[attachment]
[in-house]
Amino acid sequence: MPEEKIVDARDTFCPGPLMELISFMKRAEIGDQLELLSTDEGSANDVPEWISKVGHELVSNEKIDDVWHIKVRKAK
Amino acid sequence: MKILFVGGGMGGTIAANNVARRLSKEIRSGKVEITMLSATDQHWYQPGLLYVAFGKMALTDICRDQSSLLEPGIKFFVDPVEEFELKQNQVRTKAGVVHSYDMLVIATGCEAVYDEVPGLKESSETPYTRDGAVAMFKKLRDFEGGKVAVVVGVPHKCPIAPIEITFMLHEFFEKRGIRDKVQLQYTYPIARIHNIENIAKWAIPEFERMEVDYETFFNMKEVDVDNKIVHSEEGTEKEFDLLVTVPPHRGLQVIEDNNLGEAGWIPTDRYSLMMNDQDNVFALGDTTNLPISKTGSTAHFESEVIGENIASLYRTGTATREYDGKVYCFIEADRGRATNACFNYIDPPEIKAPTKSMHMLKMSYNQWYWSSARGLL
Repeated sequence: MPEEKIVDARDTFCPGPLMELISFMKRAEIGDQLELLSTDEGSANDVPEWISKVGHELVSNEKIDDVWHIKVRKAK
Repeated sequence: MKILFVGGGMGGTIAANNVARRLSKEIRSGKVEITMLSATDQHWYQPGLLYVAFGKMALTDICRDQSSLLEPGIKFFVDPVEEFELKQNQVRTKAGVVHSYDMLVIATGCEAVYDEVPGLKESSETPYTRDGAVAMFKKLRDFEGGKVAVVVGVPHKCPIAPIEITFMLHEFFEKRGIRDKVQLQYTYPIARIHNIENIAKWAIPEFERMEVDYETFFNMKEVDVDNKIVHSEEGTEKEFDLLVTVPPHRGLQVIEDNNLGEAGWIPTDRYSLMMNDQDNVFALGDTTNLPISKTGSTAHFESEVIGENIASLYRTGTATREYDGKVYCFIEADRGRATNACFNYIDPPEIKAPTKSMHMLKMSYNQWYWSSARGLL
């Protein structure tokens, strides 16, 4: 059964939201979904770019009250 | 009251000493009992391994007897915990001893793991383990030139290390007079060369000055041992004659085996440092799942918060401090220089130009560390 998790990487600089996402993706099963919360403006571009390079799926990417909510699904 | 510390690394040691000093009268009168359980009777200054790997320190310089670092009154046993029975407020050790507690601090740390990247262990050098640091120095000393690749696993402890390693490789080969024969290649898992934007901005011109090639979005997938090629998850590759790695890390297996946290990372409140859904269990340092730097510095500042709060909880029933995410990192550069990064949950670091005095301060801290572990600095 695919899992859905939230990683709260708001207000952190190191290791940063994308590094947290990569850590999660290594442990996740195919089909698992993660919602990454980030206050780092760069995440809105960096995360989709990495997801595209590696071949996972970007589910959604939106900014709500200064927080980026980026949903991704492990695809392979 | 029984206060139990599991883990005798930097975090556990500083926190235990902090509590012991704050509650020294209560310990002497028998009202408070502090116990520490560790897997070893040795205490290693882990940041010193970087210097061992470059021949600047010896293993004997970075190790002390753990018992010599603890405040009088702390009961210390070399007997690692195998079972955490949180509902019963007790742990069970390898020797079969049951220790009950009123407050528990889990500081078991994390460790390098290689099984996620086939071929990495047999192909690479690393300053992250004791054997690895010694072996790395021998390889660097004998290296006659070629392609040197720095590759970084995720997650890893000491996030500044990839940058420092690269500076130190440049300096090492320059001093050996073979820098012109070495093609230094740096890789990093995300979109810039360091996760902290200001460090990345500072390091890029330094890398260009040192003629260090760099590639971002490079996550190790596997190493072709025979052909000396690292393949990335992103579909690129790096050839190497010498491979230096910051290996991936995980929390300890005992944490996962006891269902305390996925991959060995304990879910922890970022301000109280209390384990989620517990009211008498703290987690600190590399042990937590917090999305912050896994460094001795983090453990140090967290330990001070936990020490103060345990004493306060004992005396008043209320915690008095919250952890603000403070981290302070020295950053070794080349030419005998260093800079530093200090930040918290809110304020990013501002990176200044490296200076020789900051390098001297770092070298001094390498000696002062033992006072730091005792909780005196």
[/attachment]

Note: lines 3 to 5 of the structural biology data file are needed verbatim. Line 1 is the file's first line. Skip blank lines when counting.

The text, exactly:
Amino acid sequence: MKILFVGGGMGGTIAANNVARRLSKEIRSGKVEITMLSATDQHWYQPGLLYVAFGKMALTDICRDQSSLLEPGIKFFVDPVEEFELKQNQVRTKAGVVHSYDMLVIATGCEAVYDEVPGLKESSETPYTRDGAVAMFKKLRDFEGGKVAVVVGVPHKCPIAPIEITFMLHEFFEKRGIRDKVQLQYTYPIARIHNIENIAKWAIPEFERMEVDYETFFNMKEVDVDNKIVHSEEGTEKEFDLLVTVPPHRGLQVIEDNNLGEAGWIPTDRYSLMMNDQDNVFALGDTTNLPISKTGSTAHFESEVIGENIASLYRTGTATREYDGKVYCFIEADRGRATNACFNYIDPPEIKAPTKSMHMLKMSYNQWYWSSARGLL
Repeated sequence: MPEEKIVDARDTFCPGPLMELISFMKRAEIGDQLELLSTDEGSANDVPEWISKVGHELVSNEKIDDVWHIKVRKAK
Repeated sequence: MKILFVGGGMGGTIAANNVARRLSKEIRSGKVEITMLSATDQHWYQPGLLYVAFGKMALTDICRDQSSLLEPGIKFFVDPVEEFELKQNQVRTKAGVVHSYDMLVIATGCEAVYDEVPGLKESSETPYTRDGAVAMFKKLRDFEGGKVAVVVGVPHKCPIAPIEITFMLHEFFEKRGIRDKVQLQYTYPIARIHNIENIAKWAIPEFERMEVDYETFFNMKEVDVDNKIVHSEEGTEKEFDLLVTVPPHRGLQVIEDNNLGEAGWIPTDRYSLMMNDQDNVFALGDTTNLPISKTGSTAHFESEVIGENIASLYRTGTATREYDGKVYCFIEADRGRATNACFNYIDPPEIKAPTKSMHMLKMSYNQWYWSSARGLL